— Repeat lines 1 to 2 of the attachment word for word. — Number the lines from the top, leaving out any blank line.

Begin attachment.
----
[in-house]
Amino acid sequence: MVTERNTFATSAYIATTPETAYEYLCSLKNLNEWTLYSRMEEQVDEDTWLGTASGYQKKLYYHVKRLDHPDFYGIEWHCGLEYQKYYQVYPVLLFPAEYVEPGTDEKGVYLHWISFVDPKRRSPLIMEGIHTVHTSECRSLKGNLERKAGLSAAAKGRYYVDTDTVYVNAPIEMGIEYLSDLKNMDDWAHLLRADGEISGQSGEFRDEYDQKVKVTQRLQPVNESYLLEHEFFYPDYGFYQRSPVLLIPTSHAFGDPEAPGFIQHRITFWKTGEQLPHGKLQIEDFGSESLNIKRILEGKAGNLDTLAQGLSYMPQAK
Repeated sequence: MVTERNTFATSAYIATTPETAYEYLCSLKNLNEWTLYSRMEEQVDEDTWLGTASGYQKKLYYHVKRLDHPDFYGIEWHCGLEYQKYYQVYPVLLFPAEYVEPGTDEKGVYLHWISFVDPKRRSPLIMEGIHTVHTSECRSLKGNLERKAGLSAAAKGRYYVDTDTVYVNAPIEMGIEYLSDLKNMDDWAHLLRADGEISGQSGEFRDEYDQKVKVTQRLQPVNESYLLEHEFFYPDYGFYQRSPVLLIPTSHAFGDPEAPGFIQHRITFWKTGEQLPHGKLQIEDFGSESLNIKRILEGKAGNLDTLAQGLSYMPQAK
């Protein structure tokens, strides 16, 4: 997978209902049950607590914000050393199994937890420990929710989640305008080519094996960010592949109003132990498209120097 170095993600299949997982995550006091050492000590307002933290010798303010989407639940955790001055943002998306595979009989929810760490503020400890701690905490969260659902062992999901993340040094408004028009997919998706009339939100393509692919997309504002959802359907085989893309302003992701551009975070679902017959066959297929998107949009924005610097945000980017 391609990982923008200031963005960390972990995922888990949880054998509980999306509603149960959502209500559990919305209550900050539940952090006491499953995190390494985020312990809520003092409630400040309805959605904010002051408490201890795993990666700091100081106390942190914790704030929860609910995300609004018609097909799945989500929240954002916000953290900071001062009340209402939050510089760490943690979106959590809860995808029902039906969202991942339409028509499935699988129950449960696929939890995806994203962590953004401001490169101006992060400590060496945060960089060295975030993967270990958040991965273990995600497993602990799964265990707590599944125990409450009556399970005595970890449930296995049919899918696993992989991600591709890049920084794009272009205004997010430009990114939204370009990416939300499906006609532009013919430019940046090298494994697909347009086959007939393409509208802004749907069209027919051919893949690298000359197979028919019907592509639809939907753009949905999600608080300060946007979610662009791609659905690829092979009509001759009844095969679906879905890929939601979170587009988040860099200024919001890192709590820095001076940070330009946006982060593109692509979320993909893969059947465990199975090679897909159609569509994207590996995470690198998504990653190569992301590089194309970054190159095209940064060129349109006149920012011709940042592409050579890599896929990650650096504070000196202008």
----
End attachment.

[in-house]
Amino acid sequence: MVTERNTFATSAYIATTPETAYEYLCSLKNLNEWTLYSRMEEQVDEDTWLGTASGYQKKLYYHVKRLDHPDFYGIEWHCGLEYQKYYQVYPVLLFPAEYVEPGTDEKGVYLHWISFVDPKRRSPLIMEGIHTVHTSECRSLKGNLERKAGLSAAAKGRYYVDTDTVYVNAPIEMGIEYLSDLKNMDDWAHLLRADGEISGQSGEFRDEYDQKVKVTQRLQPVNESYLLEHEFFYPDYGFYQRSPVLLIPTSHAFGDPEAPGFIQHRITFWKTGEQLPHGKLQIEDFGSESLNIKRILEGKAGNLDTLAQGLSYMPQAK